Elizabeth “Eenie” Bernard ’18
Majors: English-Creative Writing; French Studies
Wellesley-in-Aix in Aix-en-Provence, France
April in Aix is implausibly divine. The sky (each day!) is a cloudless and fading blue; if you look straight up, it’s a deeply bright cerulean, and as you trace the sky down towards the horizon, it gets increasingly softer and lighter. There is green everywhere, sprouting up between the smooth stones of the squares and webbing across the houses. Here, spring waits just below the surface for weeks before exploding out overnight, the air suddenly rich with lilac and sunshine. The wisteria vines are pregnant with color, swollen in purple and green and spilling over the walls. Le Mistral is still here, but in the spring incarnation; it whispers in between the trees and whips across the grass, a cooling lick of air that lets you breathe in between the baking sun.
I find myself chasing after time that eludes me. It feels like just yesterday I was drinking hot tea throughout the day just to stay warm, the wind cutting through my canvas jacket like a knife. Now, I have but a month left in this Provençal town, a month left of wandering through quiet cobbled streets lined with faded yellow houses with blue shutters. Soon, the lilacs will burn up under the sun into crisped brown vestiges of themselves. The wisteria are already starting to sag beneath the heat, hanging tiredly against the rock walls and leaking petals onto the sidewalk below. More people than ever throng the Cours Mirabeau, armed with ice cream and cigarettes, wandering beneath the strength of the sun and the expanding arch of green above from the trees beginning to fill out. Spring is almost over here, the summer already starting to push through, though it’s just beginning to come into being back home. The snow is melting in Maine, and Central Park is awash in white and pink.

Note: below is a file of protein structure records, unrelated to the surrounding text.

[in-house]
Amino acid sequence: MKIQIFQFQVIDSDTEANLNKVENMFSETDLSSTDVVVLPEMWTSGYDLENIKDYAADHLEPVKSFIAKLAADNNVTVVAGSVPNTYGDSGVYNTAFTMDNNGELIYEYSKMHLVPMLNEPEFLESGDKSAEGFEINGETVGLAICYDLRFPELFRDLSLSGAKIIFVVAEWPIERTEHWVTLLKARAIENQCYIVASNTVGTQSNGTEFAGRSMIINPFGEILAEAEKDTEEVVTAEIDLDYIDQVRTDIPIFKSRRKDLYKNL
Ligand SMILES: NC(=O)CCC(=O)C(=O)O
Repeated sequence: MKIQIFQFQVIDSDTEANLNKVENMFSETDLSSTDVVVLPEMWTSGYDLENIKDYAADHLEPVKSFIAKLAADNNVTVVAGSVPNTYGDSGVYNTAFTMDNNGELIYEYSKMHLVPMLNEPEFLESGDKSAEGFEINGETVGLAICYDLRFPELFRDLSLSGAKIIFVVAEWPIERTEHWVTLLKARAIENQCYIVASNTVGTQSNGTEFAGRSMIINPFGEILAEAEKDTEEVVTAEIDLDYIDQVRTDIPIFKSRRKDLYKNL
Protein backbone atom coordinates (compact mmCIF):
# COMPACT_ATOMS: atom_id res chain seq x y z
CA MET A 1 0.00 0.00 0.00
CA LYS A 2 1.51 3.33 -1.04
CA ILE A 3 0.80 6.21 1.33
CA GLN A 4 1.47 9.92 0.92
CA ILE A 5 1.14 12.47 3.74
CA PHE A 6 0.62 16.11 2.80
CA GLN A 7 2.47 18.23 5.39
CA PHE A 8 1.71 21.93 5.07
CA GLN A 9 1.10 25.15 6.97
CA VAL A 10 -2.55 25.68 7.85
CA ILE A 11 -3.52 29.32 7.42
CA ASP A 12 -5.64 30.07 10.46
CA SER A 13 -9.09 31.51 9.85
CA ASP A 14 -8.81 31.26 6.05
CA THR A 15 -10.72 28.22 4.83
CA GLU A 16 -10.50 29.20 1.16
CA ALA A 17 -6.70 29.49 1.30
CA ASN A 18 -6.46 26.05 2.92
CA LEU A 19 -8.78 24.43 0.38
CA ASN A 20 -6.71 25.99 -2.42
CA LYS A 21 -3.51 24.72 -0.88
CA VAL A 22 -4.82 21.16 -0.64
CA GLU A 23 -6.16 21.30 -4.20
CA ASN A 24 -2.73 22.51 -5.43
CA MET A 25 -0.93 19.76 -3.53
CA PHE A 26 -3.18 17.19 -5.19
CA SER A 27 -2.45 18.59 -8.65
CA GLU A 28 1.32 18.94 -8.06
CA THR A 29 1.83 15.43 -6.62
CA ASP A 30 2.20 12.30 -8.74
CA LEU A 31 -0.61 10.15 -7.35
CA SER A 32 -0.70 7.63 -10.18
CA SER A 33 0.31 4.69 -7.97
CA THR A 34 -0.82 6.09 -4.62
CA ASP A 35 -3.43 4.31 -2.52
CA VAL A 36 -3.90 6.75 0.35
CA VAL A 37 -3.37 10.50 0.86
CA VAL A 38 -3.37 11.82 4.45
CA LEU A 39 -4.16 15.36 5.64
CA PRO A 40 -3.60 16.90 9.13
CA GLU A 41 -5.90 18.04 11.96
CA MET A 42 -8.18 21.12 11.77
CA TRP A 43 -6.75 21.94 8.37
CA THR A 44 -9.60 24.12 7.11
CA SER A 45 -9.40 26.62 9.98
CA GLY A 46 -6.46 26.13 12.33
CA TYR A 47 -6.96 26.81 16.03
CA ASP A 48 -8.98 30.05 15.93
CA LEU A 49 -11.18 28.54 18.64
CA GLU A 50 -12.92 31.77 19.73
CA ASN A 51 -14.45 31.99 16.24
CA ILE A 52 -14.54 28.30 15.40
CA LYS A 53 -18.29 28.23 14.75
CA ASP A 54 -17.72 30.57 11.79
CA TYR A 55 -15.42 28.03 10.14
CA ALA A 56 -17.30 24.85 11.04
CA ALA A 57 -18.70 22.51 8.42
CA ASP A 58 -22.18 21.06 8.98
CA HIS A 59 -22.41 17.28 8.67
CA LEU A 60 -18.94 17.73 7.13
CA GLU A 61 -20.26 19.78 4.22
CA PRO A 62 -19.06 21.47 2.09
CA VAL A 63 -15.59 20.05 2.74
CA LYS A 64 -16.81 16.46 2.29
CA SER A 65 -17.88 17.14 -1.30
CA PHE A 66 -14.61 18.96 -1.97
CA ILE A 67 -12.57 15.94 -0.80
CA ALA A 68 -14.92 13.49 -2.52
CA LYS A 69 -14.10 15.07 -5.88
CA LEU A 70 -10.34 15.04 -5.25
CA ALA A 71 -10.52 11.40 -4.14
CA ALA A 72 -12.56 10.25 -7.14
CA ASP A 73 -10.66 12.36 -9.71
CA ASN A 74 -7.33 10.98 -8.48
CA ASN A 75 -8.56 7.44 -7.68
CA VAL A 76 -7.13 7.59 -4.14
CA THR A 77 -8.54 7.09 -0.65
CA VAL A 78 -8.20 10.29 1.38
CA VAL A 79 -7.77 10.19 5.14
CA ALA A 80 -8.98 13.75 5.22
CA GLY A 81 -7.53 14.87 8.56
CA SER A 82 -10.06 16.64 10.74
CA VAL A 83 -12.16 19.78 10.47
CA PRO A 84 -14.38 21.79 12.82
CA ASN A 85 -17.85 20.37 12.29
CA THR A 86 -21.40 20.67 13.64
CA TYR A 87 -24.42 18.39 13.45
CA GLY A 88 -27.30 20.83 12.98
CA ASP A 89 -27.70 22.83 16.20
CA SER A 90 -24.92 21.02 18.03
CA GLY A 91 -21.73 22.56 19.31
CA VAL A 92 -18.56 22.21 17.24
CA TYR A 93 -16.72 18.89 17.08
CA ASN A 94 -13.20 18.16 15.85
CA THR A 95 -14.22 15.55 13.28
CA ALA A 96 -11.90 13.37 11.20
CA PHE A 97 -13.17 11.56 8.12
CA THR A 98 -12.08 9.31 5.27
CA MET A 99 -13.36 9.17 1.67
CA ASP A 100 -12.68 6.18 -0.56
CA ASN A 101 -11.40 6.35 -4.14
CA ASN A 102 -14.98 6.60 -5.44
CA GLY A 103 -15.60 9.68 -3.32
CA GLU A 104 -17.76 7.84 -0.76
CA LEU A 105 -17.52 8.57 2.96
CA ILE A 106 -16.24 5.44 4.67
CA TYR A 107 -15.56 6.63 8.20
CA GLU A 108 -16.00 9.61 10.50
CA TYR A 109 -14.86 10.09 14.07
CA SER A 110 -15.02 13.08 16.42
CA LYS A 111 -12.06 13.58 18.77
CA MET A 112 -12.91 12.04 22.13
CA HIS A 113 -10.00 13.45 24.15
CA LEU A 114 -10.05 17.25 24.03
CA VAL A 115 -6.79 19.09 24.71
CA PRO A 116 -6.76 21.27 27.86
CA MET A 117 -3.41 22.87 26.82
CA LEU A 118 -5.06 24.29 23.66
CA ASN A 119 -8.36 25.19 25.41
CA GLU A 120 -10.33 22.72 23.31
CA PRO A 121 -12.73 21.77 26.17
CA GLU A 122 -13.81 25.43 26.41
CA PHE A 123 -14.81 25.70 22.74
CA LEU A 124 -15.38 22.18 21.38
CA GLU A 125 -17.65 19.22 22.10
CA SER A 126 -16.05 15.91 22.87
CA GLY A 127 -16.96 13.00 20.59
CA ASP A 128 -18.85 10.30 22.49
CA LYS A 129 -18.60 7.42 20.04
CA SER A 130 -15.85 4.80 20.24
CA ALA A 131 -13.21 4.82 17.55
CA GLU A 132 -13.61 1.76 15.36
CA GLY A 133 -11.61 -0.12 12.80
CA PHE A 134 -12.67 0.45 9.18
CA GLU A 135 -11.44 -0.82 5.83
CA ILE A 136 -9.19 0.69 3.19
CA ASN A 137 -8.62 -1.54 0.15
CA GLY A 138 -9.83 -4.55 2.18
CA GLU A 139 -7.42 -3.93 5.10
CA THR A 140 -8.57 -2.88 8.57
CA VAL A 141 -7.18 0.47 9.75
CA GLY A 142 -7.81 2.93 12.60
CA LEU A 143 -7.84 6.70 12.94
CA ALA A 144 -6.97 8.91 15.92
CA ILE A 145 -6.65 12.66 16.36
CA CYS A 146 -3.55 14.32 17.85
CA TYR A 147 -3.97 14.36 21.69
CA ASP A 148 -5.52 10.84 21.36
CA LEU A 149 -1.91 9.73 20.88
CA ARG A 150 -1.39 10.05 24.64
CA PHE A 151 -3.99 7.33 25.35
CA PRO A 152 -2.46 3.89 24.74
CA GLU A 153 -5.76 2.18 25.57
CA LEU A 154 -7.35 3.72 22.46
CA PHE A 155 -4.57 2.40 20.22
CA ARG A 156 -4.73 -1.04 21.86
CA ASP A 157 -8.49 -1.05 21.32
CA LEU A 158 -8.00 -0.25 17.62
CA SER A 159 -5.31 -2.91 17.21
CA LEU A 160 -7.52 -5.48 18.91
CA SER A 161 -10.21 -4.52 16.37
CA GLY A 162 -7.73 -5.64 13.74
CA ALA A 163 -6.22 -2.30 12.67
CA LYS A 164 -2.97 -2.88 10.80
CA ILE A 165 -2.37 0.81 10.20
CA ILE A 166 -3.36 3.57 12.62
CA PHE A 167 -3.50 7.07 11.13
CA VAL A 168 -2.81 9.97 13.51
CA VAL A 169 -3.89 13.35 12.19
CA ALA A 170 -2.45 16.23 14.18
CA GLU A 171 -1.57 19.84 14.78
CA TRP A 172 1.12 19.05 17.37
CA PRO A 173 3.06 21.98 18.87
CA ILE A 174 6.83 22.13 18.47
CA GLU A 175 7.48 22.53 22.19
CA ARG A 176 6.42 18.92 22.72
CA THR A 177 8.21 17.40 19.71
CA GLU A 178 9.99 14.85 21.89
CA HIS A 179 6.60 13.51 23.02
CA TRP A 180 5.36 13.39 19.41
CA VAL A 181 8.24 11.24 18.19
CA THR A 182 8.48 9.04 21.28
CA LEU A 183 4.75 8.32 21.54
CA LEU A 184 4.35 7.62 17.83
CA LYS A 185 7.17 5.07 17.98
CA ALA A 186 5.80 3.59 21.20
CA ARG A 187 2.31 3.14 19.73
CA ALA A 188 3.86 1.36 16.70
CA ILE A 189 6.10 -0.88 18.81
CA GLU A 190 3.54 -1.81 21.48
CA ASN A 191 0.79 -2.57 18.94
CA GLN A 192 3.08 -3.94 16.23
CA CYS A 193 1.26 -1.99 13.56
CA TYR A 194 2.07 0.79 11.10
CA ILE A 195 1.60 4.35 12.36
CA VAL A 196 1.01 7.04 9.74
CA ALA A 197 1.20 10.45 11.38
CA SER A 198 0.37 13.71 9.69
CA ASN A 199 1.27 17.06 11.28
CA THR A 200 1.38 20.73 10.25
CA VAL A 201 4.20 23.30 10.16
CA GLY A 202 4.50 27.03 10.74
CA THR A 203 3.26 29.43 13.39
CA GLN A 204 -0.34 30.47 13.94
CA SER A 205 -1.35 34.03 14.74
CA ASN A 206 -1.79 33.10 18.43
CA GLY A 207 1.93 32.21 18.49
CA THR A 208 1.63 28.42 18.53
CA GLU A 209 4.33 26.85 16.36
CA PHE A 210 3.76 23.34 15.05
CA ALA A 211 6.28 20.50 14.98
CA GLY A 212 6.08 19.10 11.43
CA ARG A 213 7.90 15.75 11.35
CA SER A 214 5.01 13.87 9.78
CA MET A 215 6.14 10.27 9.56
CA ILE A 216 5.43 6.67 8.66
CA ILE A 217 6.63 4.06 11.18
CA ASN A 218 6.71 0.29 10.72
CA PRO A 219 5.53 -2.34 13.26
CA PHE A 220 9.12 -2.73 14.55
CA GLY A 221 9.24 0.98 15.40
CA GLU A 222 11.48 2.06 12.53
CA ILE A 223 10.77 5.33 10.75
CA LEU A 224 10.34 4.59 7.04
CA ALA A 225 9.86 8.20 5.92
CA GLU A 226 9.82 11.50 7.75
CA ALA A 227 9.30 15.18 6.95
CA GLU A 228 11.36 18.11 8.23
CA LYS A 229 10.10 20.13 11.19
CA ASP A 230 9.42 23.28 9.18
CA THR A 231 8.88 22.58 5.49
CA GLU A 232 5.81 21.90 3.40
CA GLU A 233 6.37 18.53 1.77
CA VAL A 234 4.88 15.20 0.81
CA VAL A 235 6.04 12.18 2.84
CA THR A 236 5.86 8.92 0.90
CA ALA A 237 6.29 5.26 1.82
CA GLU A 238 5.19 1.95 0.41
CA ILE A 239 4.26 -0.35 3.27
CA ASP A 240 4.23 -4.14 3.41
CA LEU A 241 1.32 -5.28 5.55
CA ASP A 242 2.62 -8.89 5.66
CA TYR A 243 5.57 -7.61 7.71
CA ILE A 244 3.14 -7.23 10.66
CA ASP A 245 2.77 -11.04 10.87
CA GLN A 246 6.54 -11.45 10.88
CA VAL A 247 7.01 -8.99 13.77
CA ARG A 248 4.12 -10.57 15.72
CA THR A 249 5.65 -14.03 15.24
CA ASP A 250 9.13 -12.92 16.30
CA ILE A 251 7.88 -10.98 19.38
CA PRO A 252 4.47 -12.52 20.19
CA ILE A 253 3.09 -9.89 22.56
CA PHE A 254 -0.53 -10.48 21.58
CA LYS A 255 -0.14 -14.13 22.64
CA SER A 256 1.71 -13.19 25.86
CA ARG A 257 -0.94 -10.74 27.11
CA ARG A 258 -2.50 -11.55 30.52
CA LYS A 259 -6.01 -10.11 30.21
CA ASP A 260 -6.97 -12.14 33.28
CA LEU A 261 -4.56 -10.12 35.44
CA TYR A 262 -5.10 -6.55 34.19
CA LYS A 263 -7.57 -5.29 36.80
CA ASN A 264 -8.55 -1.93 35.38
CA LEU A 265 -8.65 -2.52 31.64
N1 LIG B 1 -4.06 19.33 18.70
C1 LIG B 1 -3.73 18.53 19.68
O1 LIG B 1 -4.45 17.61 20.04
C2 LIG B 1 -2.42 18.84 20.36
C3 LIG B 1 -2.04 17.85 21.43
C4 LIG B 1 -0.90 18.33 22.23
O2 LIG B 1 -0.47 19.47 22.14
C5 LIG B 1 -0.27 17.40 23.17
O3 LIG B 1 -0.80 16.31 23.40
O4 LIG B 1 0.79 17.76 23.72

The sun sets around 8:15 here, which means dinners with Mary and Christian start off in a low yellow light, fading to pink and then a dusky blue grey that hangs in the air until nightfall. I love the long evenings here, the luminosity of the mornings. Each day the sun is strong, slipping in between my shutters and bouncing off the mirror. Each day is a gift.